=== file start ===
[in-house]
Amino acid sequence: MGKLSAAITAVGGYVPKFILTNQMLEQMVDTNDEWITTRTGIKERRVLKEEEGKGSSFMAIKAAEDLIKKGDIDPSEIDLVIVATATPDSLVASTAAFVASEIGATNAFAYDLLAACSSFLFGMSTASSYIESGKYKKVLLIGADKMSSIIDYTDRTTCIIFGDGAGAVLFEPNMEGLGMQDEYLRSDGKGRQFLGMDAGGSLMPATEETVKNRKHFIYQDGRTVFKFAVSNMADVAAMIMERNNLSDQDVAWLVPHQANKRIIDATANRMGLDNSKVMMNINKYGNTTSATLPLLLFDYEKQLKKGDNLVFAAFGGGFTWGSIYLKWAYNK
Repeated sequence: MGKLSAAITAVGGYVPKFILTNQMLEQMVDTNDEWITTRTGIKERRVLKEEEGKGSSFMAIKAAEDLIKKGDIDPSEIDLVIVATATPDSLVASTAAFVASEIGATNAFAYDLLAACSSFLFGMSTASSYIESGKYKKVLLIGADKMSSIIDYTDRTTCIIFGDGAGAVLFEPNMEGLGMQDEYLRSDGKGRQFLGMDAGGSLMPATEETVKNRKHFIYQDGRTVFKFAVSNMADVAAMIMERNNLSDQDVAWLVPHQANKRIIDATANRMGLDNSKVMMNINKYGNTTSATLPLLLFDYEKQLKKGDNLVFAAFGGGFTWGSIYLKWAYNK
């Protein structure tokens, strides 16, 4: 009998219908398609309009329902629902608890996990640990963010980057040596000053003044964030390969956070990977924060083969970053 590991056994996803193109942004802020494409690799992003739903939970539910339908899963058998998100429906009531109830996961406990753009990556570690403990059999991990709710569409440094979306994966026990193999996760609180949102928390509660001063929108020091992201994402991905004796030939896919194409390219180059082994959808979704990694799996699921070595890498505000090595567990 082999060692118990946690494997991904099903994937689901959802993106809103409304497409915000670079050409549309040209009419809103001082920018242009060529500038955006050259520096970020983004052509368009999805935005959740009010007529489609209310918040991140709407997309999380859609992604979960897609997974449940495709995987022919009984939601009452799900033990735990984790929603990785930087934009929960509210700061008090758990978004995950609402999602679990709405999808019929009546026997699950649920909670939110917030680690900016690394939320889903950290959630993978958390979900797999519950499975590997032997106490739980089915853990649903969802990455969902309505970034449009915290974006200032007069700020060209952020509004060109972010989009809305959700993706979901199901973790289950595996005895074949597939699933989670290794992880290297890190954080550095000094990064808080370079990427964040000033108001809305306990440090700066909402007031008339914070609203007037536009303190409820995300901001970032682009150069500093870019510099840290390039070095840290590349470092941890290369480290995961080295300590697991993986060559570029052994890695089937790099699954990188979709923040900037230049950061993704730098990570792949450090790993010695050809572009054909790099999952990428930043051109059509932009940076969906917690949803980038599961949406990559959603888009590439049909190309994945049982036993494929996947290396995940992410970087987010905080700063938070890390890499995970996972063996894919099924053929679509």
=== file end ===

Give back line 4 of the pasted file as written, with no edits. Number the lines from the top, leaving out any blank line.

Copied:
């Protein structure tokens, strides 16, 4: 009998219908398609309009329902629902608890996990640990963010980057040596000053003044964030390969956070990977924060083969970053 590991056994996803193109942004802020494409690799992003739903939970539910339908899963058998998100429906009531109830996961406990753009990556570690403990059999991990709710569409440094979306994966026990193999996760609180949102928390509660001063929108020091992201994402991905004796030939896919194409390219180059082994959808979704990694799996699921070595890498505000090595567990 082999060692118990946690494997991904099903994937689901959802993106809103409304497409915000670079050409549309040209009419809103001082920018242009060529500038955006050259520096970020983004052509368009999805935005959740009010007529489609209310918040991140709407997309999380859609992604979960897609997974449940495709995987022919009984939601009452799900033990735990984790929603990785930087934009929960509210700061008090758990978004995950609402999602679990709405999808019929009546026997699950649920909670939110917030680690900016690394939320889903950290959630993978958390979900797999519950499975590997032997106490739980089915853990649903969802990455969902309505970034449009915290974006200032007069700020060209952020509004060109972010989009809305959700993706979901199901973790289950595996005895074949597939699933989670290794992880290297890190954080550095000094990064808080370079990427964040000033108001809305306990440090700066909402007031008339914070609203007037536009303190409820995300901001970032682009150069500093870019510099840290390039070095840290590349470092941890290369480290995961080295300590697991993986060559570029052994890695089937790099699954990188979709923040900037230049950061993704730098990570792949450090790993010695050809572009054909790099999952990428930043051109059509932009940076969906917690949803980038599961949406990559959603888009590439049909190309994945049982036993494929996947290396995940992410970087987010905080700063938070890390890499995970996972063996894919099924053929679509």